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Publishers Weekly® Reviews
- Reviewed in: Publishers Weekly, page .
- Review Date: 2013-11-18
- Reviewer: Staff
Like the museum of its title, Hoffman’s (The Dovekeepers) latest novel is a collection of curiosities, each fascinating in its own right, but haphazardly connected as a whole. New York City in 1911 is caught between its future and its past: the last woods are threatened by sidewalks; sweatshops and child labor abuses give rise to a cruel division between rich and poor. Coralie Sardie’s father runs Coney Island’s Museum of Extraordinary Things, a sideshow exhibit of pickled and preserved wonders, as well as living freaks; Coralie’s own webbed hands lead her father to train her as a swimmer, billing her as “the Human Mermaid.” But Professor Sardie’s museum is threatened by the city’s changing tastes, and he becomes increasingly sinister in his control of Coralie and his plans for the museum’s future. In a parallel, hopscotching storyline, Eddie Cohen, a Russian Orthodox Jewish immigrant, abandons his father and his community and becomes a photographer, finding his purpose in the aftermath of the Triangle Shirtwaist Factory fire and the search for one of its victims. Though both stories have Hoffman’s trademark magical realism and hold great potential, their connection is tenuous—literally and thematically—and their complexities leave them incompletely explored. (Feb.)
Lonely souls finding their way
BookPage Fiction Top Pick, March 2014
Alice Hoffman’s latest novel has the word “extraordinary” in the title for good reason: The best-selling author of The Dovekeepers has served up another historical novel that will dazzle readers until the last page. Set in New York City in the early 1900s, The Museum of Extraordinary Things veers from the extravagant mansions dotting the Upper West Side to the foul conditions of the overcrowded tenements on the Lower East Side to the seaside apartments stretched across Coney Island to tell the interwoven stories of Coralie Sardie and Eddie Cohen.
Coralie is the only child of a once-famous French magician who now runs The Museum of Extraordinary Things on Coney Island’s Surf Avenue. His curiosity show—packed with acts performed by so-called “freaks and oddities” like the Wolfman and Butterfly Girl—is being threatened by competing attractions that are being built nearby. Coralie was born with webbed hands, and unbeknownst to her, her father has been preparing her to one day become part of the museum. Nightly, Coralie is submerged in ice cold baths and forced to swim in the Atlantic Ocean in order to build up her tolerance to the cold and increase the strength of her lungs for holding her breath underwater.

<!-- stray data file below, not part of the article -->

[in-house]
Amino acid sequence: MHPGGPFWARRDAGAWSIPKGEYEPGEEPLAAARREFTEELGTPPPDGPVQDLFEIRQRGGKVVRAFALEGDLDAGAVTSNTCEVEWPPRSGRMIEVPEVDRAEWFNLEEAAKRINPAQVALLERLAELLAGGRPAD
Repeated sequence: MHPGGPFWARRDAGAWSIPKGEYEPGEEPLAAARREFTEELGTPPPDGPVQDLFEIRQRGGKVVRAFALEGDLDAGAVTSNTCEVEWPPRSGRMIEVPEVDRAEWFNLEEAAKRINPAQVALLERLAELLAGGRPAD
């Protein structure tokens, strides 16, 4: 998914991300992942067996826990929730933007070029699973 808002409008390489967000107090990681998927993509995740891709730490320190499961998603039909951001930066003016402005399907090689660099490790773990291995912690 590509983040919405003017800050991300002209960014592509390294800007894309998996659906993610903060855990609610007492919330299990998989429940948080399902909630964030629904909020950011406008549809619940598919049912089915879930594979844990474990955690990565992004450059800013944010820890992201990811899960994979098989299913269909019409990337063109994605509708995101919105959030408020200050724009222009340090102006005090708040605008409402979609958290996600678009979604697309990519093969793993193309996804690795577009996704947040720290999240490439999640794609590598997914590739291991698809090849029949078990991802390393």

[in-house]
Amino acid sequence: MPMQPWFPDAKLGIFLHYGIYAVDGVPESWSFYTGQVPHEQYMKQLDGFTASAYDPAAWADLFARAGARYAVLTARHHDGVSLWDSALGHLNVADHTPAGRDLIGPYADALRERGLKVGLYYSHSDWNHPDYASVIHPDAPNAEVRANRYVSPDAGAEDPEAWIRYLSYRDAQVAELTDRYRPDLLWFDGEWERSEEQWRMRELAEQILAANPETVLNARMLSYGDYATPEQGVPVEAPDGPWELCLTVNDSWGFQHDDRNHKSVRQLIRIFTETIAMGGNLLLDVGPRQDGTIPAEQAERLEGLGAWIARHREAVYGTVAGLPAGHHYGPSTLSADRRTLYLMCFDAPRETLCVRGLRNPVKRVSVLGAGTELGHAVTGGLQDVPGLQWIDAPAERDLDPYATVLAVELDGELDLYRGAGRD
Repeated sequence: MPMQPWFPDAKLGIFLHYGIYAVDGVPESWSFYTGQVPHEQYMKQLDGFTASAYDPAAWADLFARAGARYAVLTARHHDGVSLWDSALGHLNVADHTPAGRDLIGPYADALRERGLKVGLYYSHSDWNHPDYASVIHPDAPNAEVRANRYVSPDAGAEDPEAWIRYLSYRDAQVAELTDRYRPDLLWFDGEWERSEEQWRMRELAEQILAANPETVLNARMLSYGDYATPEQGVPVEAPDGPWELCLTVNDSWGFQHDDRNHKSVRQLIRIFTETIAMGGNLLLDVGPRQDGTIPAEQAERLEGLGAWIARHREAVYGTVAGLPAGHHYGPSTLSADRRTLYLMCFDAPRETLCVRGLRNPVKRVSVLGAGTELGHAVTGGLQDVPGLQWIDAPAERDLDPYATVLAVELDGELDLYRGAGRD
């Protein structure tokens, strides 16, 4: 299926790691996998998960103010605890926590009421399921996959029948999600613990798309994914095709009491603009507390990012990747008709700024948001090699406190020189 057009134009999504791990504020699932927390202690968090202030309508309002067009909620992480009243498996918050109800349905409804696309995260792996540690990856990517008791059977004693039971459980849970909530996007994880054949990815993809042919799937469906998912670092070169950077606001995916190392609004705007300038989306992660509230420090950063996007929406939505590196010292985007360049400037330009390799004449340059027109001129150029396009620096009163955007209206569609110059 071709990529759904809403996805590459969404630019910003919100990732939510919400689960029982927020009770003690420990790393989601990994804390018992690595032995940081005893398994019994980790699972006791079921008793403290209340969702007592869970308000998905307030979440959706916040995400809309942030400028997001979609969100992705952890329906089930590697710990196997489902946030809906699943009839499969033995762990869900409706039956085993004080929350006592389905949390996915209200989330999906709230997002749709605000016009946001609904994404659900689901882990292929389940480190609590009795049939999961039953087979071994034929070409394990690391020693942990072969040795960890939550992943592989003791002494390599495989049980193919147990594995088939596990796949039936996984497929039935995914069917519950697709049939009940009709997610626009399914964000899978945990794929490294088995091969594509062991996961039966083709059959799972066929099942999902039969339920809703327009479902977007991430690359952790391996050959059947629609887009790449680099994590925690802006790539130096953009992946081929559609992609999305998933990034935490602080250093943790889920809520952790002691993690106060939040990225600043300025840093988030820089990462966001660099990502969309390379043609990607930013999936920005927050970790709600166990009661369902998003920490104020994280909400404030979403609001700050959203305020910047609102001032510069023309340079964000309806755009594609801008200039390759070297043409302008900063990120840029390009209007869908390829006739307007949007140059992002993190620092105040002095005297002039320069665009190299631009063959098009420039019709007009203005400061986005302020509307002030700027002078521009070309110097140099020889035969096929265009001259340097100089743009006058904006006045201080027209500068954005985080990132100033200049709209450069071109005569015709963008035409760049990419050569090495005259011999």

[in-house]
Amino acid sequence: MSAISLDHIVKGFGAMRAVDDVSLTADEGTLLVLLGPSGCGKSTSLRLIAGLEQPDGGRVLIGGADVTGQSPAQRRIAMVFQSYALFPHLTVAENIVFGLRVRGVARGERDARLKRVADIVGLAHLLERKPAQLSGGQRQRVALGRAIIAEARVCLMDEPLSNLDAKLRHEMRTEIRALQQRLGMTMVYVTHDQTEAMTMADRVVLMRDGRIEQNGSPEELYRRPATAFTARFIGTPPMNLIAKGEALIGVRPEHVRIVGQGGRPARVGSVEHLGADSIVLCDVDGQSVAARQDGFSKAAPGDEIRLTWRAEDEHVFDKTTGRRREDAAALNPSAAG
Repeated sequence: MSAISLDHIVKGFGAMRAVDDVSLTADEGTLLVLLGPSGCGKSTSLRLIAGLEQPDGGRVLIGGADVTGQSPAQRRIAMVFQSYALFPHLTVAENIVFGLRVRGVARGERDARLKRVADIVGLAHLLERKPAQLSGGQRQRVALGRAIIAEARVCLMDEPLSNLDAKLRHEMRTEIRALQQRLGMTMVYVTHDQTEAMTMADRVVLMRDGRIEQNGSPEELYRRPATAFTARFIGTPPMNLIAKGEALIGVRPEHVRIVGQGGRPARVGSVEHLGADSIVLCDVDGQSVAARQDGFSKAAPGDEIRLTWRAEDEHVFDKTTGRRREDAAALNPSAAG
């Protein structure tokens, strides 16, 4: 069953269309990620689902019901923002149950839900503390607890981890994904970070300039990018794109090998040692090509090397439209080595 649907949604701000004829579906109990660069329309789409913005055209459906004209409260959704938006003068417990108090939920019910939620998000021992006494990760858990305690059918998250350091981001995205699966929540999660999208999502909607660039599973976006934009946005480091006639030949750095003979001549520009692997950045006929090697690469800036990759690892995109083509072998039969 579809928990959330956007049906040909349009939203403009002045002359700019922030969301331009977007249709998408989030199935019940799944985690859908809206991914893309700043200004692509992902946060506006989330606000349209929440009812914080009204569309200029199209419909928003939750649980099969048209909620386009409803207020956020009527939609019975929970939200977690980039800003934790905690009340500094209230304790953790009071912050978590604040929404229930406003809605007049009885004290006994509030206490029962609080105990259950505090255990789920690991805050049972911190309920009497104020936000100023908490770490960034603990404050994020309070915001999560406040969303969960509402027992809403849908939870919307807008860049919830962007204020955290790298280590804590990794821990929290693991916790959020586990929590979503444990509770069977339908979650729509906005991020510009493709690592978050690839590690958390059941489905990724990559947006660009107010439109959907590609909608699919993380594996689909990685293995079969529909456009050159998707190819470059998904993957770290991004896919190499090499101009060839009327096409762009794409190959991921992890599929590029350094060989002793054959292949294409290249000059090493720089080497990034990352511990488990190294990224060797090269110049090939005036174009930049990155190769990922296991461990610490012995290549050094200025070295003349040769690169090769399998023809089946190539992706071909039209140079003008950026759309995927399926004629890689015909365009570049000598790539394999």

On the Lower East Side, Eddie Cohen—a young Orthodox Jewish man who emigrated from Russia—has abandoned his job as a tailor, along with his father and his faith, to pursue a career in photography. Eddie spends his time photographing the crime beat for newspapers. As he is working the devastating Triangle Shirtwaist fire (which killed more than 100 young female laborers), Eddie is approached by a despondent father looking for his daughter. Despite his reluctance to get involved, Eddie finds himself agreeing to track her down. His investigation leads him to cross paths with Coralie, and both their lives are forever changed.
In The Museum of Extraordinary Things, both characters are searching for something. Coralie is desperate to escape from her father’s obsessive and abusive watch. Meanwhile, Eddie is attempting to make peace with himself and the fact that he abandoned not only his father, but also his God. As the two narratives gradually intertwine, Coralie and Eddie’s faith in both each other and themselves will be tested numerous times, only to come to an explosive head at the end of this powerful novel.